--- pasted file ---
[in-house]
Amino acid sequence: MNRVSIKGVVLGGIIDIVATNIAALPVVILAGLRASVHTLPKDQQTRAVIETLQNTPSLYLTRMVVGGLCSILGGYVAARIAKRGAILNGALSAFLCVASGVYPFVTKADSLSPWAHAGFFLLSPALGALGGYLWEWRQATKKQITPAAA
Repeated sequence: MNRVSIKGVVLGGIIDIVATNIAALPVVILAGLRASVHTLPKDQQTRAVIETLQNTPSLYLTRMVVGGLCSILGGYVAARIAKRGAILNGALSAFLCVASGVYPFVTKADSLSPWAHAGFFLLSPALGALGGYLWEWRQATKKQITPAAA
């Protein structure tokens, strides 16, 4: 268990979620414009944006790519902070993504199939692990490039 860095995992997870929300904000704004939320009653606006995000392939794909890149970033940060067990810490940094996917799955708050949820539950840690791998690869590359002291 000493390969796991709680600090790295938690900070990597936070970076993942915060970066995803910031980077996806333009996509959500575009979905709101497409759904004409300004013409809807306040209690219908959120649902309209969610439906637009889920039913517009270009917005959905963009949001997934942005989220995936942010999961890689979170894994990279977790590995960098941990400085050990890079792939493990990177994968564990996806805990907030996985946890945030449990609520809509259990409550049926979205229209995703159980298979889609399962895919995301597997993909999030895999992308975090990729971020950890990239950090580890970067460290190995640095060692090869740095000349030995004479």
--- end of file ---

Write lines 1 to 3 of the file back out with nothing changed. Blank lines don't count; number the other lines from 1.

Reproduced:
[in-house]
Amino acid sequence: MNRVSIKGVVLGGIIDIVATNIAALPVVILAGLRASVHTLPKDQQTRAVIETLQNTPSLYLTRMVVGGLCSILGGYVAARIAKRGAILNGALSAFLCVASGVYPFVTKADSLSPWAHAGFFLLSPALGALGGYLWEWRQATKKQITPAAA
Repeated sequence: MNRVSIKGVVLGGIIDIVATNIAALPVVILAGLRASVHTLPKDQQTRAVIETLQNTPSLYLTRMVVGGLCSILGGYVAARIAKRGAILNGALSAFLCVASGVYPFVTKADSLSPWAHAGFFLLSPALGALGGYLWEWRQATKKQITPAAA